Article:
President of CCJ confident of court’s impartiality
The President of the Caribbean Court of Justice (CCJ) has expressed complete confidence in his impartiality, as well as that of his colleagues, in making rulings as Justices of the court.
The pressure on the Justices of the CCJ to remain impartial, given the political and social structure of the Caribbean, is one of the main arguments used by those opponents of the court being named the final appellate court.
Currently four countries in the Caribbean, Belize, Barbados, Guyana and Dominica, have replaced the Judicial Committee of the Privy Council, which is based in England, with the CCJ.
In an interview at SEARCHLIGHT this Wednesday, newly appointed President of the CCJ, Justice Adrian Saunders, revealed how he would respond to such concerns.
“I would say that my colleagues and I were appointed because of a proven record of integrity, and of being able to assess the cases before them in a dispassionate and objective manner,” he stated, continuing, “I would say that there are, four countries, two of them have been sending their appeals to us for the last 13 years, and that we have a 13-year track record.”
Saunders expressed that it is “not enough to say we are concerned about this,” and that persons may determine the validity of their concerns by checking the 13-year history of the court.
“We can find out from the lawyers, and the Attorneys General of the general public of the countries of Barbados and Guyana in particular, because they’ve been with us for the last 13 years, what has been their experience,” he stated.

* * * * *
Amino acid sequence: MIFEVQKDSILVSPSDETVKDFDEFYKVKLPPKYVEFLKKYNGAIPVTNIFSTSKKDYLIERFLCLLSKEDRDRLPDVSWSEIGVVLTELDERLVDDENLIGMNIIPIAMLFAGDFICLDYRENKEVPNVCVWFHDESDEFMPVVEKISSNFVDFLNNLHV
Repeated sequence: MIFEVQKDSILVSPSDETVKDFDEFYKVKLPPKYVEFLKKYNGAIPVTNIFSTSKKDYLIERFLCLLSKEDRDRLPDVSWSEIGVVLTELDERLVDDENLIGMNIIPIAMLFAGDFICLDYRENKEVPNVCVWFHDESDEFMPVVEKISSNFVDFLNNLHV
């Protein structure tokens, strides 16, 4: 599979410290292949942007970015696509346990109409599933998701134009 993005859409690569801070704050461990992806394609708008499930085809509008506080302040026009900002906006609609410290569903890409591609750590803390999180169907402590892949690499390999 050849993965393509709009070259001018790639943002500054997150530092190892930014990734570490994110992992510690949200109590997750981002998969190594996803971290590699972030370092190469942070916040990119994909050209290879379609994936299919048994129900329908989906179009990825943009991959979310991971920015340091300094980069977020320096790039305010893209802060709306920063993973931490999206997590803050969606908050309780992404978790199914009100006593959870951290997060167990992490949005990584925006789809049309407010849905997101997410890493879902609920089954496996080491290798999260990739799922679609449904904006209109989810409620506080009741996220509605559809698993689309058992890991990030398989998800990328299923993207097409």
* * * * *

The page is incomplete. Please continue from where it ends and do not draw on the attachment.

The Prime Minister of Barbados, Mia Mottley was set to give an address about the CCJ in Grenada, and the President disclosed that he was greatly anticipating it.
“I am just waiting with bated breath to hear what she would say, because I have no doubt that she would say nice things about the court, because I think we’ve been serving the people of Barbados with distinction over the last 13 years,” Saunders ended.
Speaking at the launch of the CCJ Promotional Activities in Grenada, which is leading up to an expected referendum in Grenada later this year, Prime Minister Mottley spoke about why the CCJ should be the region’s final appellate court.
During the course of her speech, Mottley, who spoke of the times before the inception of the court, stated, “In 2018, the reality has turned out to be quite different from the fears and apprehensions expressed by so many. The positive reputation that the Caribbean Court of Justice has gained in recent months and years has enhanced its favourable rating in the eyes of ordinary lawyers and in the eyes of ordinary Caribbean citizens.”